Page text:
Monday, July 27, 2009

Sweet Home, New Jersey

That's my old man's luncheonette in the 1940s and that's some of the crowd that often gathered there for community discussions. They'd consume plenty of coffee. My dad and mom are in back row to the far right. (photo courtesy Chester Historical Society)

Why does it always seem to happen in NJ?
by Charlie Leck

My concentration has been on New Jersey lately. I am compiling a book of memories and stories about my early life in Jersey. It will be a private publication for, you know, the grandkids and, perhaps, their kids. It’s really just an ego driven attempt to leave something of myself behind – to hang on through a few more generations. Nevertheless, I’m enjoying the exercise of stretching my mind and recalling stories of youth. I send most of the stories back to Jersey, to my brother Frank, so he can make comments and corrections. He has a much more finely tuned memory than I.

So, this week, the New York Times is carrying a lot of stories about corruption in my home state. They had another big bust by the cops back there that even pinched a few rabbis among the crooked mayors, assemblypersons and town councilpeople. Amazing! There aren't really big bucks involved. A genuine crook would sneer at the idea of being bought for such meager prices.

My old man’s general store and luncheonette was a gathering place for the “old men” in my hometown. Art Thompson, Ed and Dan McDonald, Fred Wyckoff and some other geezers would gather there on cold, snowy winter days when there wasn’t much else to do but gossip. They’d stake out a table near the big old coal burning stove in the center of the store. Coffee and buttered toast, with some jam on the side, was a popular order.

Some of the regular, retired old-timers would hang around for hours. On and off, they’d be joined by some of the working men in town who would take their coffee breaks at the store just to get in on a little of the banter.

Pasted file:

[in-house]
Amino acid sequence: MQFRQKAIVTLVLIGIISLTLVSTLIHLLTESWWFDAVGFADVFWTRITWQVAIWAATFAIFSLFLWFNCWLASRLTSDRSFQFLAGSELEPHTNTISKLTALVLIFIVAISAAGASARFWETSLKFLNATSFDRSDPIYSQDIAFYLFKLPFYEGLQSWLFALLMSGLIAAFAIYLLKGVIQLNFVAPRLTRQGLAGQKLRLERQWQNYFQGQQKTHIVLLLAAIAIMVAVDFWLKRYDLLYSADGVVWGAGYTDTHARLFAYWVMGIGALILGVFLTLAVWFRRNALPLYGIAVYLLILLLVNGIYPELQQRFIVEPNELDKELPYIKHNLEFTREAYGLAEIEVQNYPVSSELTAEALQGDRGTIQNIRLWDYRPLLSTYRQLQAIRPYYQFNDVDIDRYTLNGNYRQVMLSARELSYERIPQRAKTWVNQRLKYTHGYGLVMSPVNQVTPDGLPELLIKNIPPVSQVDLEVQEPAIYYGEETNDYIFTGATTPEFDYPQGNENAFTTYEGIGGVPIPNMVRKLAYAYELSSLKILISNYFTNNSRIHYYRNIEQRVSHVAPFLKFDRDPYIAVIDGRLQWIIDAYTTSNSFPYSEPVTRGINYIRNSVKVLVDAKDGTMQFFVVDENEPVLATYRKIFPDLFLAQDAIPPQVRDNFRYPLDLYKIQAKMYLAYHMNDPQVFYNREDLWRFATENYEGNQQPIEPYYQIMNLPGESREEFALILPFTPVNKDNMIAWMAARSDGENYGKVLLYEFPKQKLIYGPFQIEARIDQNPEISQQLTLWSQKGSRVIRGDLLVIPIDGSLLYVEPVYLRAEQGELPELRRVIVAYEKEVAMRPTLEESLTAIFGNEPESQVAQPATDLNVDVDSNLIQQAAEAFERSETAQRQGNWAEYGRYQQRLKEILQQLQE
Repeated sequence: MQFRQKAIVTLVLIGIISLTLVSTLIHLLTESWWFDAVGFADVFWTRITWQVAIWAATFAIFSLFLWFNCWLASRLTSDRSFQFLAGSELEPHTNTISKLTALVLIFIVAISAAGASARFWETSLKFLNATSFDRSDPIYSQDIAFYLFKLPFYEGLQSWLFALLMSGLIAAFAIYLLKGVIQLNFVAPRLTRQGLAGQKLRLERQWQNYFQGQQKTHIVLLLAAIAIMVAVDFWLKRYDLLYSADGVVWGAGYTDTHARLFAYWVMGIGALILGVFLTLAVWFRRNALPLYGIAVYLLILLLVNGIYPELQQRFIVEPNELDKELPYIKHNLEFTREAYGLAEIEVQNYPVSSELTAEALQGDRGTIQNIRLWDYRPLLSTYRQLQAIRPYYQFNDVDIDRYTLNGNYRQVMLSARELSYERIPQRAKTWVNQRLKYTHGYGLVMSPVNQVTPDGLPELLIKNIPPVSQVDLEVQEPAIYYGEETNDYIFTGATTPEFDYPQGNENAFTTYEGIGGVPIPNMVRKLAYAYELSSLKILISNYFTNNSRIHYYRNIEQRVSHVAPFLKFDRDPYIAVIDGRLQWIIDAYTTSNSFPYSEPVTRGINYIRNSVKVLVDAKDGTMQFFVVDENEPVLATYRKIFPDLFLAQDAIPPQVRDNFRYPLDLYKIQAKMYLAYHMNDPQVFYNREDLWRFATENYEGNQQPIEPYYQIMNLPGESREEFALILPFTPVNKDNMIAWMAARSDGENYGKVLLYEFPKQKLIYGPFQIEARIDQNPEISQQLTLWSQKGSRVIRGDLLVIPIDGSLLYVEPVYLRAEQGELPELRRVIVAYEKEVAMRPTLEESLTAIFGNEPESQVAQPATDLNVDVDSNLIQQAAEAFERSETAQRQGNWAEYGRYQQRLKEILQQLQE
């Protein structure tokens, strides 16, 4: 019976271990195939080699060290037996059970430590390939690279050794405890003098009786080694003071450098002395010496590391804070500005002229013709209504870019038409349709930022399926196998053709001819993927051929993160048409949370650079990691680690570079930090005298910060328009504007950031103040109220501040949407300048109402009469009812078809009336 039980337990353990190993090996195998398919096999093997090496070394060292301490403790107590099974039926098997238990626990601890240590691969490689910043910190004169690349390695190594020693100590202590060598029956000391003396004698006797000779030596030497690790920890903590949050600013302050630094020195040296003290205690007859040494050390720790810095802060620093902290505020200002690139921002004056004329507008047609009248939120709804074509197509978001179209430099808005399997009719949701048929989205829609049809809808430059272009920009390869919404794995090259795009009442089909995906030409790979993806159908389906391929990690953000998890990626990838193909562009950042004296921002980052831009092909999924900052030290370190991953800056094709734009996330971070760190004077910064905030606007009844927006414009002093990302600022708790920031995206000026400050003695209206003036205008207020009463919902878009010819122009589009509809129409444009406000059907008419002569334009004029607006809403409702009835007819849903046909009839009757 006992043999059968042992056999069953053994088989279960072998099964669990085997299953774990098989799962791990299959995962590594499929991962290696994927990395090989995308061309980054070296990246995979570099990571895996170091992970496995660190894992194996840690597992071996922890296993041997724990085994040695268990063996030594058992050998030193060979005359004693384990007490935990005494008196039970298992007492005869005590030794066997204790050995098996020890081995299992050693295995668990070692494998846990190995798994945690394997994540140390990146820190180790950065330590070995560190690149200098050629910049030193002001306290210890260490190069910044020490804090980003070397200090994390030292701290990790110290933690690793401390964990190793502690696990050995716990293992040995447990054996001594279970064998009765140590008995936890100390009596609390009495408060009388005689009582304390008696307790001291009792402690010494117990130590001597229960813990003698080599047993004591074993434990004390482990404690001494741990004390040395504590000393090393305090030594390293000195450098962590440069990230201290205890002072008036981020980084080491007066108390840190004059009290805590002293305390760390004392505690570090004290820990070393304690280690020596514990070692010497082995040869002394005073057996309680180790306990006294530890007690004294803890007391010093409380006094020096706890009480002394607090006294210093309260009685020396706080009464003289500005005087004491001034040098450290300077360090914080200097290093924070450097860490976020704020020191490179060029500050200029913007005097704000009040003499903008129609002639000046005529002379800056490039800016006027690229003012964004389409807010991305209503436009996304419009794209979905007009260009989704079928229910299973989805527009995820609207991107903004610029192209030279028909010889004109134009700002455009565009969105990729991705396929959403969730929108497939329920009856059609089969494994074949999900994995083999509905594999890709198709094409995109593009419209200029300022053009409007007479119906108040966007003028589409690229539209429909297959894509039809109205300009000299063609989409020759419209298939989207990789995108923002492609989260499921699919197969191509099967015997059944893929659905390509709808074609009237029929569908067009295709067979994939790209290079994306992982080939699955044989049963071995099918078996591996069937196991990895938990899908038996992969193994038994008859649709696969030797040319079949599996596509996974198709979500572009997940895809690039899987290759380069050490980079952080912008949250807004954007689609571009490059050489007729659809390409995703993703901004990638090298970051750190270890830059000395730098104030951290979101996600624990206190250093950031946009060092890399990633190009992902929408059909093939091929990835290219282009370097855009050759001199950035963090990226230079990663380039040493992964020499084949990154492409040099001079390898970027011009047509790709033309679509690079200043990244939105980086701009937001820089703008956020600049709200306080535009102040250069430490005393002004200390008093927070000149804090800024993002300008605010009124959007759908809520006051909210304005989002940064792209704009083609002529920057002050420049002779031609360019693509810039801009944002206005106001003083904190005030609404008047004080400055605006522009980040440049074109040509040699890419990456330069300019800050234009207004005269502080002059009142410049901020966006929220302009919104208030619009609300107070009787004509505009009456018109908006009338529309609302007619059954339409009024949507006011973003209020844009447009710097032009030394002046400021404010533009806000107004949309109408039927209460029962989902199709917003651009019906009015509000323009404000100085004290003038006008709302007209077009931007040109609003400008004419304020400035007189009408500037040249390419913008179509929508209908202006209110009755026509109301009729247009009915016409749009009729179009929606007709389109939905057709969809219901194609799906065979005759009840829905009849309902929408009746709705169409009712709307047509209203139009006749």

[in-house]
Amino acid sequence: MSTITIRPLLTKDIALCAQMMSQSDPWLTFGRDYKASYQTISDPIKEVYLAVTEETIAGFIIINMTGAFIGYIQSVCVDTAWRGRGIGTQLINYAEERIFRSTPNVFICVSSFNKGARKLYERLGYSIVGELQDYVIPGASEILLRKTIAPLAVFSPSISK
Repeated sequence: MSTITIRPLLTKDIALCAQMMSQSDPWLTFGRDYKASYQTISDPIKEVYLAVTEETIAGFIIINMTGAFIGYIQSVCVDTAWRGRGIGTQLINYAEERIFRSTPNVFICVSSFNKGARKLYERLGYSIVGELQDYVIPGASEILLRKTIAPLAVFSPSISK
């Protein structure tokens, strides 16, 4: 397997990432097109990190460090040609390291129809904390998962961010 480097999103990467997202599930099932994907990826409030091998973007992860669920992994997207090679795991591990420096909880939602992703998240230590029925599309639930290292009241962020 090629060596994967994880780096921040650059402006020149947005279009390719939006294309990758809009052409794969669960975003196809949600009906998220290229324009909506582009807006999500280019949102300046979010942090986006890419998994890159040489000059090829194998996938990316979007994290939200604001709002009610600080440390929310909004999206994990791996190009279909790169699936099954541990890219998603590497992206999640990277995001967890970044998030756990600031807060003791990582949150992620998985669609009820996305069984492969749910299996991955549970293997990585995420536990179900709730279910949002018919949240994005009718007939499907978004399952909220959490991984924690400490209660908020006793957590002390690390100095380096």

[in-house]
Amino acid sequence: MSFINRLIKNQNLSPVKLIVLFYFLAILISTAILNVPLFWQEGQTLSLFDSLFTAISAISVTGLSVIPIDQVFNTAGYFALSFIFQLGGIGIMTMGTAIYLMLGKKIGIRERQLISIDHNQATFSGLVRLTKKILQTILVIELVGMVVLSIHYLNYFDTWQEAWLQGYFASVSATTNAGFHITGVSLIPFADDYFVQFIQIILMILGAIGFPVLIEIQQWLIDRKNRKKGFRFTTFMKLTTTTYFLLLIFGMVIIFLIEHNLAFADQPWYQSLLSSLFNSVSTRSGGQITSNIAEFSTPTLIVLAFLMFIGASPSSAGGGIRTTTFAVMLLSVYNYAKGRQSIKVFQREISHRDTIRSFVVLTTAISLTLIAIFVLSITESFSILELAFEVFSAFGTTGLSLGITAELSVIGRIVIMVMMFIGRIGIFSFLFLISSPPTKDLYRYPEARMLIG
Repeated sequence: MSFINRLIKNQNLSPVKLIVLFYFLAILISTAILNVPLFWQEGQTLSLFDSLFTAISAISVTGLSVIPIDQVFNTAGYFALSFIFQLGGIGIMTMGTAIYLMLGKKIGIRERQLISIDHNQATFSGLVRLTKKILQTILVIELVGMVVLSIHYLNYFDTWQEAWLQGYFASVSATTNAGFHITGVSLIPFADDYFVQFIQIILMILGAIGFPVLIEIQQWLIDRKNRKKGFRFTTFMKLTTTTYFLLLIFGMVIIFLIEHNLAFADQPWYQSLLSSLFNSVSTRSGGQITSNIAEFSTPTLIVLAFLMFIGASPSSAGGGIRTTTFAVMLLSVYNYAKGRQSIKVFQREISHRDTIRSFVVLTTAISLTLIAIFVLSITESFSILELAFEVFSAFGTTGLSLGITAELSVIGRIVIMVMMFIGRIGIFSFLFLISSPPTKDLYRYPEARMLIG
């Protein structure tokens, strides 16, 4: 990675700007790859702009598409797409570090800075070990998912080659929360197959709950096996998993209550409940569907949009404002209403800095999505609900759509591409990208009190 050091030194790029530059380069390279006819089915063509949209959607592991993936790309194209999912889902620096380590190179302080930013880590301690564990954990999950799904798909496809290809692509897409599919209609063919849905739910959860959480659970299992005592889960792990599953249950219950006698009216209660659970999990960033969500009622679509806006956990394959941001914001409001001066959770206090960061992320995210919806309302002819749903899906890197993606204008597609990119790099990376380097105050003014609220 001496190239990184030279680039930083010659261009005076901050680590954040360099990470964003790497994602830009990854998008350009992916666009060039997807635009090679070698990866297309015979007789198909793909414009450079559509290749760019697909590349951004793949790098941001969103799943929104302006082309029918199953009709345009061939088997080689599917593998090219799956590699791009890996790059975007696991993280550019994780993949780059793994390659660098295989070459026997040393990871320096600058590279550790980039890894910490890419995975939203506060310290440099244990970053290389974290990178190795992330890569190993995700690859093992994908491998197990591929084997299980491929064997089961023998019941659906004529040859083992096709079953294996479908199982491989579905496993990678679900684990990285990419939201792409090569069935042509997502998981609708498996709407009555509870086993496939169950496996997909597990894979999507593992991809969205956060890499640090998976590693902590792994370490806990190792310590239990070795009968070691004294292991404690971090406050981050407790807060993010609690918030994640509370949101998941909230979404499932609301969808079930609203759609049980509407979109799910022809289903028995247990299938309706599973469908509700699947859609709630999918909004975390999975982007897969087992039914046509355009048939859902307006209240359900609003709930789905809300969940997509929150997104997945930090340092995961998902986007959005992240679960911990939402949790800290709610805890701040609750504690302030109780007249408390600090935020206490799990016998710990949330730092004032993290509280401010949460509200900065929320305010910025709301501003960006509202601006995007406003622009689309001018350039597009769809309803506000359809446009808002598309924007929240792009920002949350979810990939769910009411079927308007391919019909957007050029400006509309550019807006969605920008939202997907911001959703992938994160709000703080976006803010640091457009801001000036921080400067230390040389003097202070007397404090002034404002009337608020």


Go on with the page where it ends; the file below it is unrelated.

One of the popular topics of conversation was crooked politicians. As a kid, listening in on all this talk, it was easy to get the idea that every big city and every big state was just as bad as New Jersey; but that wasn’t true. New Jersey holds a special and leading position in this category of political corruption. It seemed that the mayoral candidates of the big communities over near the Hudson River and New York City were always running against incumbents who were uncovered as crooks; and they were always promising to clean things up. A couple years later these new mayors would take a tumble and the cops would nail them for taking a bribe of a few hundred dollars to quash a health inspection report or something of the sort.

The men around the table would laugh themselves silly with funny stories about “the gang” and the pols. They were pretty much equals in the eyes of those guys sipping on their hot coffee while their booted toes were stretched out toward the coal stove. Local politicians in the urban areas of the state were stereotyped as crooks.

My mom would wander around the crowded table with a fresh pot of coffee, refreshing the 5¢ cups of coffee. The guys would stay an hour or more on those winter days. They would have each purchased a newspaper – a New York Herald Tribune or a Daily News – and they’d browse through them as they chatted.